Common mechanism tumours use to suppress immune responses: Study

The FMR1-deficient tumours stopped growing when T cells were removed from them, indicating that FMRP promotes tumour formation by influencing the immune response.
Representative image
Representative imageANI

BRUSSELS: A single protein expressed at high levels by cancer cells across a wide range of malignancies has been identified by Ludwig Cancer Research researchers. This protein constructs a complex barrier to anti-cancer immune responses in mouse models of cancer, protecting tumours from immune detection and destruction.

The study, led by Douglas Hanahan of Ludwig Lausanne, Qiqun Zeng and Sadegh Saghafinia, both former members of his lab, and graduate student Agnieszka Chryplewicz, also outlines a signature of gene expression induced by the protein, called FMRP, which encompasses 156 different genes and foretells poor patient survival in a variety of cancer types.

The findings, reported in the journal Science, could with further development inform the selection of patients likely to benefit from immunotherapies and the development of new therapies for multiple types of cancer.

"Our study has detailed a previously unknown and apparently common mechanism by which malignant cells shut down anti-cancer immune responses," said Hanahan, a distinguished scholar at the Ludwig Institute for Cancer Research Lausanne Branch. "We have shown that the hyperexpression of FMRP, which we and others have previously linked to tumour progression, doesn't directly drive cancer cell proliferation and tumour growth. Rather, it supports the ability of malignant cells to manipulate the types and functional states of immune cells around them in a manner that very effectively subverts immune attack."

The neuro-developmental condition fragile X syndrome, which causes severe intellectual disability, has been linked to FMRP, a protein that is largely produced in neurons and is extensively explored as a potential risk factor. FMRP is a protein that regulates the translation of information from genes into proteins and aids in stabilizing messenger RNA readouts of genes in cells. Its significance in the development of cancer remained less obvious, though.

The researchers started by demonstrating that higher FMRP levels are present in a variety of tumour forms. They used CRISPR-Cas9 gene editing to remove FMR1, the gene that encodes FMRP, from mouse cancer cell lines in order to investigate its role in cancer.

Using animals with or without full immune systems, they created mouse models of pancreatic, colon, melanoma, and breast tumours using the altered cell lines and compared them to corresponding tumours that preserved their FMR1 genes.

All tumours developed uniformly in culture and in immunodeficient animals, but those lacking the FMR1 gene exhibited markedly slowed growth in mice with functioning immune systems. They were also significantly populated with cytotoxic and helper T cells, which are essential for the immune system's ability to fight cancer. Conversely, tumours carrying intact FMR1 genes advanced quickly and lacked anti-tumour T cells, earning the moniker "immune deserts."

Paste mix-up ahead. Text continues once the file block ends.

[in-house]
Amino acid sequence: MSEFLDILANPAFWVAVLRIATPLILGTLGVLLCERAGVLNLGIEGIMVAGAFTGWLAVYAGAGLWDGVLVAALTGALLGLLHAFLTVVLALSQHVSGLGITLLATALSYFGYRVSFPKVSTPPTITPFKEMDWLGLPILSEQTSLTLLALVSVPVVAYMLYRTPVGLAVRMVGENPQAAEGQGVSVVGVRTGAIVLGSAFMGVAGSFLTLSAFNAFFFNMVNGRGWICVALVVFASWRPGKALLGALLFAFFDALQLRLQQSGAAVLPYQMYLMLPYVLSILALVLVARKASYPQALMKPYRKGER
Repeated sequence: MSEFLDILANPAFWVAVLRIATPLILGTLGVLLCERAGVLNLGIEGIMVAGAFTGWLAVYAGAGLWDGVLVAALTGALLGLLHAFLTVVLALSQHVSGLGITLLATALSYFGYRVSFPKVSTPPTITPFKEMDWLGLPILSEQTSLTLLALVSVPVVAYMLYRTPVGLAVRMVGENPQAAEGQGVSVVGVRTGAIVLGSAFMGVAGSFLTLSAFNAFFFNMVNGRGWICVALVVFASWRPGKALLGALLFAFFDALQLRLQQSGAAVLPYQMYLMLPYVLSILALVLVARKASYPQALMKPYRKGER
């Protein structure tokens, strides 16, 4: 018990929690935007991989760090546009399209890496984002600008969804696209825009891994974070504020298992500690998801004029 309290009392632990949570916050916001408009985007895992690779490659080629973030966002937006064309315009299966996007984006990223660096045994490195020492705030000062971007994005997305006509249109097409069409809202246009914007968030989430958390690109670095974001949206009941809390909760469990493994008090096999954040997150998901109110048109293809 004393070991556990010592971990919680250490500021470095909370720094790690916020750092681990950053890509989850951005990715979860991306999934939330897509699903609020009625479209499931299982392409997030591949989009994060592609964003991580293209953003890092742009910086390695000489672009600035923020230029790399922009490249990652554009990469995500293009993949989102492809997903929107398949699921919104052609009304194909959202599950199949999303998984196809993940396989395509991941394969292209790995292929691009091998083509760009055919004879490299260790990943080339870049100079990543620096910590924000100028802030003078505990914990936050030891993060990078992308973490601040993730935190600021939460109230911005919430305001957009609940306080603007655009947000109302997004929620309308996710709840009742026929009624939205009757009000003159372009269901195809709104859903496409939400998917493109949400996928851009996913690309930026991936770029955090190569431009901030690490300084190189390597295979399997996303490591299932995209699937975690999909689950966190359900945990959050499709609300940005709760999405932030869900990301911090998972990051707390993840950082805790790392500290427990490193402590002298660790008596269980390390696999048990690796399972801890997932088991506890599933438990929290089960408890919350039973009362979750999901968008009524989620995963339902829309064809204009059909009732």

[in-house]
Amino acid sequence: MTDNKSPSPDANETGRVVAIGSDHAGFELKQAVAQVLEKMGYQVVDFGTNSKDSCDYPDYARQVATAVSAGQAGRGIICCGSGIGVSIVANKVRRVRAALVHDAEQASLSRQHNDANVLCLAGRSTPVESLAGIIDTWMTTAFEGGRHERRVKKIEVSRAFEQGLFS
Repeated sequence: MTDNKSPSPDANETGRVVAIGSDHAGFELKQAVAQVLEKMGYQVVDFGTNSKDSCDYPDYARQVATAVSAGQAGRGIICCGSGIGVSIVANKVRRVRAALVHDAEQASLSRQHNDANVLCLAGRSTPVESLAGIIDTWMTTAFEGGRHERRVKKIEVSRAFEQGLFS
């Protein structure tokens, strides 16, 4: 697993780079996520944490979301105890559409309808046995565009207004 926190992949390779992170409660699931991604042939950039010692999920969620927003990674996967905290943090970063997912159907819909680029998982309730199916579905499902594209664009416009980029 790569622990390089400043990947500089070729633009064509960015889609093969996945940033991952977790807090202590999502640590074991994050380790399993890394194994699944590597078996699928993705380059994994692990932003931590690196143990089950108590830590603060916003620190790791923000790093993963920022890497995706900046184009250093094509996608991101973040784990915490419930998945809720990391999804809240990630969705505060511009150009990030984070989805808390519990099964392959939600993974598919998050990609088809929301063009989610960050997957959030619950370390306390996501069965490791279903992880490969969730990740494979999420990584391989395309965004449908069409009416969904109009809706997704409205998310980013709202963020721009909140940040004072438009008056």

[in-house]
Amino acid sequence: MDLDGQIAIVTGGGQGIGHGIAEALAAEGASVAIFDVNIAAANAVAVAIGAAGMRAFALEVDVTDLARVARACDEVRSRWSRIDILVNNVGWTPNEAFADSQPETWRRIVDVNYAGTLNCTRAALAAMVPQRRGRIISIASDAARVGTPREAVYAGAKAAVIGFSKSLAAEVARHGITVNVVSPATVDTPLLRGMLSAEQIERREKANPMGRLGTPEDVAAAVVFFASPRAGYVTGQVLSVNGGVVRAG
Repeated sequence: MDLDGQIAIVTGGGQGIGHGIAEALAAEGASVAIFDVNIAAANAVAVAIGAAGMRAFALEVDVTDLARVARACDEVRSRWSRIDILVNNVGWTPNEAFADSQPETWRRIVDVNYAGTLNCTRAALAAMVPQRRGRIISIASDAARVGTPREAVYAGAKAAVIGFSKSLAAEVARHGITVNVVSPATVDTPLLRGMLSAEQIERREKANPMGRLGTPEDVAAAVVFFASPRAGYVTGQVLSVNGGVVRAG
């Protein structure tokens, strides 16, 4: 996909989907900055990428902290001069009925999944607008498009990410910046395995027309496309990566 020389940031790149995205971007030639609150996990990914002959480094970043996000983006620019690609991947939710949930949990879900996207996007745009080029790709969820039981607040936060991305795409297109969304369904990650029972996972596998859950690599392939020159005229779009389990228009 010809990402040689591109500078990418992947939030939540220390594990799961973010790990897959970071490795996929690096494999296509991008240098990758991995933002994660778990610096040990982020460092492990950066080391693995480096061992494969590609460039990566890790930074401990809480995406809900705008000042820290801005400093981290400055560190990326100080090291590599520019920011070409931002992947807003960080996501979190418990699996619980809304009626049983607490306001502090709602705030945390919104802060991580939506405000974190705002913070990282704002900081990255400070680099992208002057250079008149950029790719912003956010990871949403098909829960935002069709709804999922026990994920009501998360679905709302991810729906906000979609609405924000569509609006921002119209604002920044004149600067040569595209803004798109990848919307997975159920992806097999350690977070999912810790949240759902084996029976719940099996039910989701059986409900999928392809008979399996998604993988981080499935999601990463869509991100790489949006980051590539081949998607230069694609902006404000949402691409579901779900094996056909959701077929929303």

The FMR1-deficient tumours stopped growing when T cells were removed from them, indicating that FMRP promotes tumour formation by influencing the immune response.

The scientists found that the FMRP-regulated gene-expression pathway in cancer cells triggers a number of immune evasion-supporting defensive mechanisms.

One of these is the release of substances that, among other things, encourage the induction of regulatory T cells, which inhibit the activity of cytotoxic T cells, or that rewire immune cells called macrophages so that they support the growth and survival of cancer cells rather than destroying them, largely by pacifying T cells.

In contrast, the absence of FMRP in cancer cells led to both the reversal of their immunosuppressive effects and the release of a substance that draws T lymphocytes. The FMRP-deficient cancer cells also secreted signals that told tumour-infiltrating macrophages to follow a stimulatory program that assisted in enlisting and activating T cells that are capable of destroying the tumour.

Despite the fact that FMRP expression alone is not a reliable prognostic biomarker for cancer outcomes, the researchers report that a signature of gene expression reflecting the regulatory network it induces reliably predicts relatively low survival odds in a variety of cancer types.

"We are hopeful that these discoveries can be translated into diagnostics and therapies of benefit to cancer patients, as the hallmark capability of cancers to circumvent immune responses underlies the resistance of many tumour types to immunotherapy," said Hanahan. To that point, the researchers have spun off a company named Opna Bio that is developing cancer drugs targeting FMRP and the pathways through which it exerts its effects.

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